Sketch book or notebook for drawing, for imprints of natural materials, creative writing, and ideas you wish to take away from the workshop

Pencils and pens, graphite, charcoal or pastels for drawing and writing in sketchbook

Tape for attaching foraged items into sketchbook

Containers or bags for foraged items. These materials can be used for artworks after the workshop.

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Photos: Collections of nature by artist herman de vries

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Photo: A print of a tree trunk and a drawing of a forest walk

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Photos: Ecole du cloitre Vic sur Seille, Les Photos de Marc Pouyet

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Photo: Kriss MacDonald, “My Botanical Desk – Winter Nature Diary” 

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Photos: Shelters Made in a Ravensdale Forest, County Louth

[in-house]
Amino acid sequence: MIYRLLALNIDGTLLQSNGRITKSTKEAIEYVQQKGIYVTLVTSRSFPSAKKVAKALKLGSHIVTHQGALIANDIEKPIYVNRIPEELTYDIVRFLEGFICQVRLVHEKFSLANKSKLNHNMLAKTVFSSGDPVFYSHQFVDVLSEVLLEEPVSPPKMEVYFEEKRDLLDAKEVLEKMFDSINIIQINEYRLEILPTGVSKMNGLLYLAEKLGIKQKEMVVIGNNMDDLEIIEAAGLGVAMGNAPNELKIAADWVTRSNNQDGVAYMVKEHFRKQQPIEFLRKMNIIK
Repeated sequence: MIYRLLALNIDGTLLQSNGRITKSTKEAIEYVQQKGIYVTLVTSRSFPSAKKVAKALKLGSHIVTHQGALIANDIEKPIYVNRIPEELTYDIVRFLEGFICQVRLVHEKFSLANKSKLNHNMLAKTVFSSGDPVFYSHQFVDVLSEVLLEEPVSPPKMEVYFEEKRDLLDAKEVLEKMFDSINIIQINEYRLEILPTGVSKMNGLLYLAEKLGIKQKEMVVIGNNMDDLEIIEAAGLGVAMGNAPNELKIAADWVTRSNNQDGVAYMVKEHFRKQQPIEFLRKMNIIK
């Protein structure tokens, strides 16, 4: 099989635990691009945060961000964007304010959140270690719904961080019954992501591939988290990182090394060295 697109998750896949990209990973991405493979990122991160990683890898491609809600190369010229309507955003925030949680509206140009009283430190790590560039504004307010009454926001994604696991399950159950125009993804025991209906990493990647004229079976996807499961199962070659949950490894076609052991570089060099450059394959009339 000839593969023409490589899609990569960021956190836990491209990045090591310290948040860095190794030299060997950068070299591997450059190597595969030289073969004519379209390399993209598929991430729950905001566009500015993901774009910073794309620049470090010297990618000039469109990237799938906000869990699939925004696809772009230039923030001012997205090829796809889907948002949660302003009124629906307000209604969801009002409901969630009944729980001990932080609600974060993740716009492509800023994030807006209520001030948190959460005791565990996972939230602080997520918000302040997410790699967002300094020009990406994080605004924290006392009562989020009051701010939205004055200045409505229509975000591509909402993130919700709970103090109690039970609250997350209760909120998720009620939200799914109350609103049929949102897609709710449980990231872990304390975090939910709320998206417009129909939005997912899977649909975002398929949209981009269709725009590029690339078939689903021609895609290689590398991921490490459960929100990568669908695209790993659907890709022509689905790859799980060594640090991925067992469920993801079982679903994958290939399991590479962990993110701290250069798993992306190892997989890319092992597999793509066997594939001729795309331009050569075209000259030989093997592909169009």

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Photo: Nils-Udo ‘The Nest’

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Photo: Chris Drury ‘Pine Circle, Cone Sphere’

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Photo: Derek Jarman photographed by Terry O’Neill (The Guardian)

Derek Jarman (1942-1994) was an English film director, artist, writer, stage designer and gardener. His garden journals, reflections and nature based artworks are profiled in his book Derek Jarman’s GardenWritten before his death the book crusades the proliferation of personality in every garden, rather than codification and regulation. Out of a shore composed of flint and shingle, and near a nuclear power station in Dungeness, Kent, Jarman created a gardening legacy that acts as a stage for not only his own personal experiences, but a catalyst for the pursuits of others who follow his example. An activist opposed to lawns, garden chemicals and the dictation of order, Jarman encouraged a garden’s anarchy and wild abandon. His garden was without borders and conventions, extending in all directions and inwards to meet the realities of landscapes both human and natural. His home, a restored fishing cottage, became his sanctuary and studio for forays into various forms of contemplation and artistic enterprise. The garden is still today infused with the magic of surprise. “I saw it as a therapy and a pharmacopoeia” (Derek Jarman), its essential nature to assist with the experiencing of life cycles.